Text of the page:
Monthly Archives: March 2008

Prescription Meds on Rise in Drug Culture

Who’d heard of a pharmacy robbery 10 years ago?

Obviously, something in a pharmacy has to have become valuable enough to certain members of society that they’d be willing to take it by force.

And as many of us know, that “something,” is prescription painkillers, mainly opiate-based medications such as OxyContin, Vicodin and Methadone.

Those drugs — whose effects are more are less akin to heroin’s — are supposed to be used to treat cancer patients and those recovering from serious injuries. But they’re terribly addictive. And now, a growing portion of society’s drug addicts are hooked not just on meth, cocaine, and heroin, but also drugs with an FDA stamp of approval.

But why is it growing?

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Strange Patterns in Kitsap’s Tragedies

This months, the deaths of Michele Burton and Girlie Weight have shocked and saddened their families and friends.

At a county level, I’m fairly certain Kitsap hasn’t been home to two homicides in one month since November 2005.

The last three homicides — the two above plus Jeffrey McKinstry last October — were stabbing deaths.

That’s unusual in and of itself. Around the state in 2006 (the last crime statistics released by the Washington Association of Sheriffs and Police Chiefs), gun deaths from homicides outnumbered stabbing deaths by more than 3 to 1.

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Red Light Cameras: Too Effective for a City’s Own Good?

The Bremerton Police Department is still in the testing phase of its brand new red light cameras, recently installed around the city. But when they officially turn on, officials hope they’ll curb accidents and, secondarily, produce a monetary side-effect that funds a few more officers to patrol the city’s streets.

But an MSNBC story poses an interesting question about the cameras: What if they work too well, and motorists become so cautious that red-light running revenue dries up?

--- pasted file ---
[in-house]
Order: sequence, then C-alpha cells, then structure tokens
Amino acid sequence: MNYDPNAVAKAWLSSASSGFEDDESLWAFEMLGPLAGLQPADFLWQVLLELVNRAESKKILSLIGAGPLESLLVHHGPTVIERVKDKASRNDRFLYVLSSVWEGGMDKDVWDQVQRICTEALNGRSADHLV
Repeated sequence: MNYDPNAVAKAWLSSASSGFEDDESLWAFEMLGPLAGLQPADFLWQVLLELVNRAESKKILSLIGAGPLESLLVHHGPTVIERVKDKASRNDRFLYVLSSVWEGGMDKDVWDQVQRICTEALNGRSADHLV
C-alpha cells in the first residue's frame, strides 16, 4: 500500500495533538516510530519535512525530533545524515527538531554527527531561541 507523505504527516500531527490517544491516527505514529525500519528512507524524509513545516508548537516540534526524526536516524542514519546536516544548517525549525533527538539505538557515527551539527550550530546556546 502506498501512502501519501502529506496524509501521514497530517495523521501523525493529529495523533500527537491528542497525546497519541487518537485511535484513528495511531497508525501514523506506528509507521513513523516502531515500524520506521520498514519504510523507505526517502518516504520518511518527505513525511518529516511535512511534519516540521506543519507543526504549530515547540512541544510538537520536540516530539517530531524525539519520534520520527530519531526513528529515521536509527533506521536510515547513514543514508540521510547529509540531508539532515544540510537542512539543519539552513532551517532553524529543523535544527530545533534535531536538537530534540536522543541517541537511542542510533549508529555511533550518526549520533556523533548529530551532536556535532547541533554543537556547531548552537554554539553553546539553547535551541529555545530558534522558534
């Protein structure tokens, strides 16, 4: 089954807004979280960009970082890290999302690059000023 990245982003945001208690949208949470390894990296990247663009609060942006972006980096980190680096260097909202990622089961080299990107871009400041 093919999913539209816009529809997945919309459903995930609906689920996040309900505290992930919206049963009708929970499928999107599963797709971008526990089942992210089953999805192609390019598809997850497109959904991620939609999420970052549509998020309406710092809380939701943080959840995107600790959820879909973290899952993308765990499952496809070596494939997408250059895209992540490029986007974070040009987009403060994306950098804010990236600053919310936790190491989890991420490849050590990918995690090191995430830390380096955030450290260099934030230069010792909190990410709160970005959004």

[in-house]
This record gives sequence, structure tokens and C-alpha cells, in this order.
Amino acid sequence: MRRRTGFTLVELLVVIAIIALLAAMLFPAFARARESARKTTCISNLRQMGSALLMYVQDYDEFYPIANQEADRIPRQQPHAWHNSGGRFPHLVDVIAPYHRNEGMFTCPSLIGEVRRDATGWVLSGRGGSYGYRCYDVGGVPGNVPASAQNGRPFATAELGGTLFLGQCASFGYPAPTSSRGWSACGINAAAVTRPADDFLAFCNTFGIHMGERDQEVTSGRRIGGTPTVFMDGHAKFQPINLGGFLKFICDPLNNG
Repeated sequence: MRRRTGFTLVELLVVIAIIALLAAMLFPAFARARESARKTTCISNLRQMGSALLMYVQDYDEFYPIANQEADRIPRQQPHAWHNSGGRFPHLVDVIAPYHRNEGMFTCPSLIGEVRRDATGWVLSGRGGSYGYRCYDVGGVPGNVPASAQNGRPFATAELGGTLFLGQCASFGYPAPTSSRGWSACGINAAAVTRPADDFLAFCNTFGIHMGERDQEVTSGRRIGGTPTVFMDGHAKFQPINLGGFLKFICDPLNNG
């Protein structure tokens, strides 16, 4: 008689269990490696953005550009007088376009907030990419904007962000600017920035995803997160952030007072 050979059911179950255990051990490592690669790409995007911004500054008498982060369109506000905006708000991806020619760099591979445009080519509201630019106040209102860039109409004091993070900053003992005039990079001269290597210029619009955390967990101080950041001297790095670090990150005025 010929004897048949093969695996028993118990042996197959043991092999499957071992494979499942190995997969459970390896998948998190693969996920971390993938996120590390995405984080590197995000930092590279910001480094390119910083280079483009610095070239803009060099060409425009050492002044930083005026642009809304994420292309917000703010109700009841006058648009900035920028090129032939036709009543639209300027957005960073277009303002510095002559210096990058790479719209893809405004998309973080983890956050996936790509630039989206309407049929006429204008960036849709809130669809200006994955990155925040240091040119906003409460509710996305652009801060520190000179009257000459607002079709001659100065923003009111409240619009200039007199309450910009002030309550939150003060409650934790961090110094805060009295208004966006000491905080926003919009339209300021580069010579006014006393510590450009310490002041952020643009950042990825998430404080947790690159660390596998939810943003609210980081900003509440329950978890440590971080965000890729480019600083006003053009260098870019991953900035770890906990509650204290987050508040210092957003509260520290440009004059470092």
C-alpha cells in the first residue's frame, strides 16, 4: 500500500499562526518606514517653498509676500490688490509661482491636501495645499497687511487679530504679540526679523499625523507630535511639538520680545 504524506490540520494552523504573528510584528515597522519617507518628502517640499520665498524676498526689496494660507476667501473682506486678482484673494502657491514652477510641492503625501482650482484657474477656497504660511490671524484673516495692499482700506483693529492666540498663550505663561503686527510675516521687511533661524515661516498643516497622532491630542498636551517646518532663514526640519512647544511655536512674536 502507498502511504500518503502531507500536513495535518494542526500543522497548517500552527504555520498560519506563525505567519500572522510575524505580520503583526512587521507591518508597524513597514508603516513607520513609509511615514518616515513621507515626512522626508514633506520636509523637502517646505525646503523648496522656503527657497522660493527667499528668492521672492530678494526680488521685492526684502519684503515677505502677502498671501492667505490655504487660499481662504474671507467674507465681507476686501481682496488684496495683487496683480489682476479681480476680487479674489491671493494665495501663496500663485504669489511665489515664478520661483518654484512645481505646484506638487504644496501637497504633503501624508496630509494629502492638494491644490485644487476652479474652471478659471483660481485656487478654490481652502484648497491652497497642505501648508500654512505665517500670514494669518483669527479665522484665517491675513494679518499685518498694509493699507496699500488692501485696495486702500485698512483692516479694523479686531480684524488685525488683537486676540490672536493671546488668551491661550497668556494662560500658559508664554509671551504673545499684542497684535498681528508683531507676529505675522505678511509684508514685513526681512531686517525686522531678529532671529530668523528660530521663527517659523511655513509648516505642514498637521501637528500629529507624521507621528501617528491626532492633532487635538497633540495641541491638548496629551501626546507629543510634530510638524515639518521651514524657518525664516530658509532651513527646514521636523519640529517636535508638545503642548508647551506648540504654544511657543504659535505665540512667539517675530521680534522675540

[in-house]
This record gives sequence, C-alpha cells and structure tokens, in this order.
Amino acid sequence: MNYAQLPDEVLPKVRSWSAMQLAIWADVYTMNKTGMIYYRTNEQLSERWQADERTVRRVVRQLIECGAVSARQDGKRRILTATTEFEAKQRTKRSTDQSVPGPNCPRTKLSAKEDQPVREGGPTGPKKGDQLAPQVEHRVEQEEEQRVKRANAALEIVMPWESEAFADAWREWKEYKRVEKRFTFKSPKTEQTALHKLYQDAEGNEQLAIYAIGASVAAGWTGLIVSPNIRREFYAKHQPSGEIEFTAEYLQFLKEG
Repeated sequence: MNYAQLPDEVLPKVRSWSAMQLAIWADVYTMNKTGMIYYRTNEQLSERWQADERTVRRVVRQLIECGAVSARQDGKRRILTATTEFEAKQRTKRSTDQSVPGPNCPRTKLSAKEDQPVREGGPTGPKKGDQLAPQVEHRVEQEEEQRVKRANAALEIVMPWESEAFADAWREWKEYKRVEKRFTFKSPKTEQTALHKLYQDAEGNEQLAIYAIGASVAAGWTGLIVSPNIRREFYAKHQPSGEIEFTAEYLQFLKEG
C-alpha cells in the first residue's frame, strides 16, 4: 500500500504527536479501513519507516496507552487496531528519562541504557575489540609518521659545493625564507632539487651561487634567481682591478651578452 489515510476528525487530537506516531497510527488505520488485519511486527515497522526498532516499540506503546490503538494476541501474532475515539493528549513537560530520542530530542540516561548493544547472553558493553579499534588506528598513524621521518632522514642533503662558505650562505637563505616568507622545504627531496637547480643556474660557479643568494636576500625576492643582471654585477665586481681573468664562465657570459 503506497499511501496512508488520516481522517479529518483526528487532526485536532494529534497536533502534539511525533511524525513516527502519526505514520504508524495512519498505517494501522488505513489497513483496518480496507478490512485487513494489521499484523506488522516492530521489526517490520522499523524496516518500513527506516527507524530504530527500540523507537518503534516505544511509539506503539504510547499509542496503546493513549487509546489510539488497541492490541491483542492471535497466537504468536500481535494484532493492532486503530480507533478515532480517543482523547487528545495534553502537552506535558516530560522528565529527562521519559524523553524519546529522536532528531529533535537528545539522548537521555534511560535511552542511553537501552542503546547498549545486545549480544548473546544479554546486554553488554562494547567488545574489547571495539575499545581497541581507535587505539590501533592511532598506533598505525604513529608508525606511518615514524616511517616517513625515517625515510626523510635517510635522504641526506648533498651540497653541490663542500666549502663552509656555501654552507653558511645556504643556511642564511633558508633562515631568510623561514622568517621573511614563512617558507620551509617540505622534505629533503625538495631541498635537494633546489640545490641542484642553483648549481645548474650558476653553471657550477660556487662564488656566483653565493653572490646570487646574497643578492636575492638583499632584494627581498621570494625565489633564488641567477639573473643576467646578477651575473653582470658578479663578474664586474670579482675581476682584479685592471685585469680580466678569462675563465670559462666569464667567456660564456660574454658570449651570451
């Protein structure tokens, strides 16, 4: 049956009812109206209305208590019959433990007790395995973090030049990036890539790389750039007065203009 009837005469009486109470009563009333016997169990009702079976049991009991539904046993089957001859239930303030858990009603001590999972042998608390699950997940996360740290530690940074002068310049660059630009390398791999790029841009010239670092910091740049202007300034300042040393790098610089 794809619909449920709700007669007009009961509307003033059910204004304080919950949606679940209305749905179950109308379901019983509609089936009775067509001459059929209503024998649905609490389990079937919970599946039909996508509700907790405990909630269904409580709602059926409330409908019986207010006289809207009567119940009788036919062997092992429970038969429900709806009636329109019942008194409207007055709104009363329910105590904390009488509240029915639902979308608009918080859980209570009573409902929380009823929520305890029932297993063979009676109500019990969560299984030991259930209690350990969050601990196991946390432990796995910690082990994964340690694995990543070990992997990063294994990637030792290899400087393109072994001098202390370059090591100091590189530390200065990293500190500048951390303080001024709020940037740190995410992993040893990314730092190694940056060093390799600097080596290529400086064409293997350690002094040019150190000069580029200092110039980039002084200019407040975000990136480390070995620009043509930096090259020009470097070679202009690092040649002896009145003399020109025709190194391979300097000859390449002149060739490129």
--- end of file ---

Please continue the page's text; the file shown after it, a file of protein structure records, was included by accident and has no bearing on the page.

In Dallas, Texas, MSNBC says, that’s exactly what’s happening. Accidents are falling in number, but so too is revenue from tickets — down from $15 million to about $4 million.

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Where Do Kitsap’s Felons Go to Prison?

For an upcoming story, I’ve gathered the data that shows where Kitsap County residents serving prison time are housed around the state.

Use the Google map below (I’d recommend enlarging it) to see how many Kitsap residents are at each site. I’ve also included some interesting facts about each prison in the state, the number of inmates at the different sites, and how much it costs per year to house them there.

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Wiggins Contemplates Supreme Court Run — But Opts Out

Charlie Wiggins, a long-time Bainbridge-based attorney and one-time court of appeals judge, pondered a run for the state supreme court.

He’d explored filing with the state’s Public Disclosure Commission. But when I called him Wednesday for a possible story, he said he’d had a change of heart.

“The timing just didn’t seem right to me,” said Wiggins, a graduate of the Duke School of Law.

Still, that doesn’t mean Wiggins will be out of the sphere of Washington legal issues. He maintains a practice on Bainbridge Island and handles mostly appeals in civil cases. As past president of the Washington chapter of the American Judicature Society, he’s been quoted in numerous stories criticizing the way judges for elections are funded. He’s even served on the Kitsap Sun’s editorial board.